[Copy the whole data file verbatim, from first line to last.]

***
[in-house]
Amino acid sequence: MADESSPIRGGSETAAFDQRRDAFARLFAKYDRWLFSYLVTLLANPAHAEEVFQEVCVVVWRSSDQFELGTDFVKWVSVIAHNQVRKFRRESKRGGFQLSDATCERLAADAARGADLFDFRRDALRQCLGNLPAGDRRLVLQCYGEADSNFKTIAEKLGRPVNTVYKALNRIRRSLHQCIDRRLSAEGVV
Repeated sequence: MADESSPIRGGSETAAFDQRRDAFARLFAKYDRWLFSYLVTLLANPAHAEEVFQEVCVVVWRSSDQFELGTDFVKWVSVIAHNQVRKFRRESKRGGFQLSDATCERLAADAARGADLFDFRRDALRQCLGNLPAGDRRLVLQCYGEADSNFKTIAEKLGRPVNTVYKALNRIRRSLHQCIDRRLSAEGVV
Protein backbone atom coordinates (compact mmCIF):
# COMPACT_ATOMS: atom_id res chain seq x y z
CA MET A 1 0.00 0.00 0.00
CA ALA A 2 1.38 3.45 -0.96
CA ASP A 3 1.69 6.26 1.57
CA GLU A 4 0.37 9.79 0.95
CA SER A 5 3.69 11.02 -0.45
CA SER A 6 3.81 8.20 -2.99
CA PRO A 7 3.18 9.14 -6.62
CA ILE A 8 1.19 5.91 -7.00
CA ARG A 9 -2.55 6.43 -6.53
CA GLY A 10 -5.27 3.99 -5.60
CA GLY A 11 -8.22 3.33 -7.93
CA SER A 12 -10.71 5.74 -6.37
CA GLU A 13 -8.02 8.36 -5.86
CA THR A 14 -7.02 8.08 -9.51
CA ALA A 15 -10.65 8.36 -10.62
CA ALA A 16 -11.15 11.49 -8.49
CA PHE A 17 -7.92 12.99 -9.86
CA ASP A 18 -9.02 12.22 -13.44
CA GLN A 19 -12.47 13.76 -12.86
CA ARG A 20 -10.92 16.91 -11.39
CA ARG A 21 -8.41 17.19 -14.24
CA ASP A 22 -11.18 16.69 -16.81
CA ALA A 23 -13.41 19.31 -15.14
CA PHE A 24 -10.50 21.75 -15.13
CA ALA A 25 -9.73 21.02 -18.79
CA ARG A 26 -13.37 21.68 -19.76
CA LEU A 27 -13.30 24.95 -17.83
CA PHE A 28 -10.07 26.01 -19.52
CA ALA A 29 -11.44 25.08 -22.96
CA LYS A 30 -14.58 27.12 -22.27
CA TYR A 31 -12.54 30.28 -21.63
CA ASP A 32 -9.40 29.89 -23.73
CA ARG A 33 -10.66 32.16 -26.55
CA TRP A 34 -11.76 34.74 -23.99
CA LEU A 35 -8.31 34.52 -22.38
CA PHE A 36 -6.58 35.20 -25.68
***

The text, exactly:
[in-house]
Amino acid sequence: MADESSPIRGGSETAAFDQRRDAFARLFAKYDRWLFSYLVTLLANPAHAEEVFQEVCVVVWRSSDQFELGTDFVKWVSVIAHNQVRKFRRESKRGGFQLSDATCERLAADAARGADLFDFRRDALRQCLGNLPAGDRRLVLQCYGEADSNFKTIAEKLGRPVNTVYKALNRIRRSLHQCIDRRLSAEGVV
Repeated sequence: MADESSPIRGGSETAAFDQRRDAFARLFAKYDRWLFSYLVTLLANPAHAEEVFQEVCVVVWRSSDQFELGTDFVKWVSVIAHNQVRKFRRESKRGGFQLSDATCERLAADAARGADLFDFRRDALRQCLGNLPAGDRRLVLQCYGEADSNFKTIAEKLGRPVNTVYKALNRIRRSLHQCIDRRLSAEGVV
Protein backbone atom coordinates (compact mmCIF):
# COMPACT_ATOMS: atom_id res chain seq x y z
CA MET A 1 0.00 0.00 0.00
CA ALA A 2 1.38 3.45 -0.96
CA ASP A 3 1.69 6.26 1.57
CA GLU A 4 0.37 9.79 0.95
CA SER A 5 3.69 11.02 -0.45
CA SER A 6 3.81 8.20 -2.99
CA PRO A 7 3.18 9.14 -6.62
CA ILE A 8 1.19 5.91 -7.00
CA ARG A 9 -2.55 6.43 -6.53
CA GLY A 10 -5.27 3.99 -5.60
CA GLY A 11 -8.22 3.33 -7.93
CA SER A 12 -10.71 5.74 -6.37
CA GLU A 13 -8.02 8.36 -5.86
CA THR A 14 -7.02 8.08 -9.51
CA ALA A 15 -10.65 8.36 -10.62
CA ALA A 16 -11.15 11.49 -8.49
CA PHE A 17 -7.92 12.99 -9.86
CA ASP A 18 -9.02 12.22 -13.44
CA GLN A 19 -12.47 13.76 -12.86
CA ARG A 20 -10.92 16.91 -11.39
CA ARG A 21 -8.41 17.19 -14.24
CA ASP A 22 -11.18 16.69 -16.81
CA ALA A 23 -13.41 19.31 -15.14
CA PHE A 24 -10.50 21.75 -15.13
CA ALA A 25 -9.73 21.02 -18.79
CA ARG A 26 -13.37 21.68 -19.76
CA LEU A 27 -13.30 24.95 -17.83
CA PHE A 28 -10.07 26.01 -19.52
CA ALA A 29 -11.44 25.08 -22.96
CA LYS A 30 -14.58 27.12 -22.27
CA TYR A 31 -12.54 30.28 -21.63
CA ASP A 32 -9.40 29.89 -23.73
CA ARG A 33 -10.66 32.16 -26.55
CA TRP A 34 -11.76 34.74 -23.99
CA LEU A 35 -8.31 34.52 -22.38
CA PHE A 36 -6.58 35.20 -25.68